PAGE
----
I’ve been toying with the idea of having a weekly roundup post. Today, I finally decided to pull the trigger. It’s kind of like a #FollowFriday, but instead of just telling you a random list of people to follow, I offer you what I considered the “Tweets of The Week” (hence the post title) from the various people I follow on Twitter. Without further delay, here they are:

You may or may not have noticed, but there is a link in my blog menu for my Tumblr. It’s been active for a few years now, but I’ve been more or less inconsistent in using it. I’ve decided that I want to start doing more occasional blogging, and decided that Tumblr is the venue I want to post things at. It is more or less a commonplace book for quotes, links, pictures and videos (usually humorous as you’ll see). I may even journal some there, who knows?

It is replacing a site ( that I was using semi-frequently. I decided to use the domain to point to my Tumblr because I like that interface better for micro-blogging. Really, my roots are in micro-blogging since that I was doing on Myspace and Xanga before I had self-hosted blogs. You can expect mostly light-hearted fare and I’ll keep longer and more intensive posts for this blog. You can also expect the posts here to be less frequent, but still semi-regular. I’ve got several book reviews scheduled out over the rest of the month and I’ll post more essay-like writings here as well.

I’m debating coming up with a better name, but for now I’m thinking with the old name that was once attached to this blog will work just fine. If you’ve got some better ideas, definitely let me know!


A Collection of Challies’ Visual Theology Infographics

I’ve linked to some of these before, but since Tim Challies offered a roundup post, I thought you should have this link.


Over at The Gospel Coalition yesterday, they posted two essays on Thomas Aquinas.

The first (that I saw), was by K. Scott Oliphint and suggested Aquinas is a shaky foundation:

Thomas Aquinas is among the top philosophical theologians in the history of the church. His genius cannot be doubted. His significant influence extends, not simply to the Roman Catholic Church, but into many aspects of the Reformation as well. Like so many in church history, Thomas wears neither a black hat nor a white hat, but a grey hat. How dark or light the grey is depends on a complex multitude of factors.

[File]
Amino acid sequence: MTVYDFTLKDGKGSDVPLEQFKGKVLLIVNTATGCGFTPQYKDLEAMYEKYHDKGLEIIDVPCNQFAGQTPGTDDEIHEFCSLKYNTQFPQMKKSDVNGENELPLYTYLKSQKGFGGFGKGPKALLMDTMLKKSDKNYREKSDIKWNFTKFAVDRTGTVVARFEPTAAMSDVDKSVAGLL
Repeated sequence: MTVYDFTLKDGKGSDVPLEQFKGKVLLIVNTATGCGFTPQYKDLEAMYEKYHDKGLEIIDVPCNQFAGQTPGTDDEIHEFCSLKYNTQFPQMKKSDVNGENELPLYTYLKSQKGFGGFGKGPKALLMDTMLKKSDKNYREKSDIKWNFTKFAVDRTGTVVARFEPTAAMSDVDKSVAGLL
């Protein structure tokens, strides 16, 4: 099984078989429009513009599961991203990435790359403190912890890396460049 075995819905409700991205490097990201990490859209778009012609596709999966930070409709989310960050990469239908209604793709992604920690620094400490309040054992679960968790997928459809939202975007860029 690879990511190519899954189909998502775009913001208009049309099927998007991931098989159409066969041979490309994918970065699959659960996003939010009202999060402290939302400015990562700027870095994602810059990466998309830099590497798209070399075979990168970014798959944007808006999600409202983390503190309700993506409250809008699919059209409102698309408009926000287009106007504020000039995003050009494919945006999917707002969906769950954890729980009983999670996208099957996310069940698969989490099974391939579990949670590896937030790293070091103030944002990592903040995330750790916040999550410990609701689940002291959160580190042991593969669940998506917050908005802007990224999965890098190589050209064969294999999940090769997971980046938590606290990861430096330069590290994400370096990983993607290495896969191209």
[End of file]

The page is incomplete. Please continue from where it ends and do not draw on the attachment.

As a counterpoint, Gerald R. McDermott suggested Aquinas could be very helpful to evangelicals:

There are many, many other ways in which a deep reading of Aquinas can be of immense help to evangelicals. He speaks with strange depth and insight to current questions of how to talk about God, what we can and cannot know about God, what virtues are peculiarly Christian and which are not, what it means to be holy and happy, the meaning of the Incarnation, and much, much more.

I’ve wanted to get into Aquinas a bit more myself, and if you’re looking for a good introduction, Peter Kreeft’s A Summa of The Summa is a good place to start. If you’re interested in the essential philosophical passages in Aquinas’ magisterial Summa Theologica, then this eBook (also courtesy Peter Kreeft and a shortened version of the previous link) is for you: A Shorter Summa.

If I do any reading, you can be sure I’ll have thoughts to share!

A Round Up of Election Reflections

I thought about making one of these myself, but then I saw Thabiti’s and figured I’d just send you his way.

A Charitable, Yet Critical Review of A Year of Biblical Womanhood

I think this is the best I’ve read, both in terms of charity toward Evans, and in terms of critical insight. It’s nice to read a review that doesn’t a) fawn over the book like its the best thing ever or b) demonize Evans as the worst author ever.

A Charitable, Yet Critical Review of A Year of Biblical Womanhood

9 Things You Should Know About Halloween and Reformation Day

9 Things You Should Know About Halloween and Reformation Day

Porn-Free Church: Sex, God, and The Gospel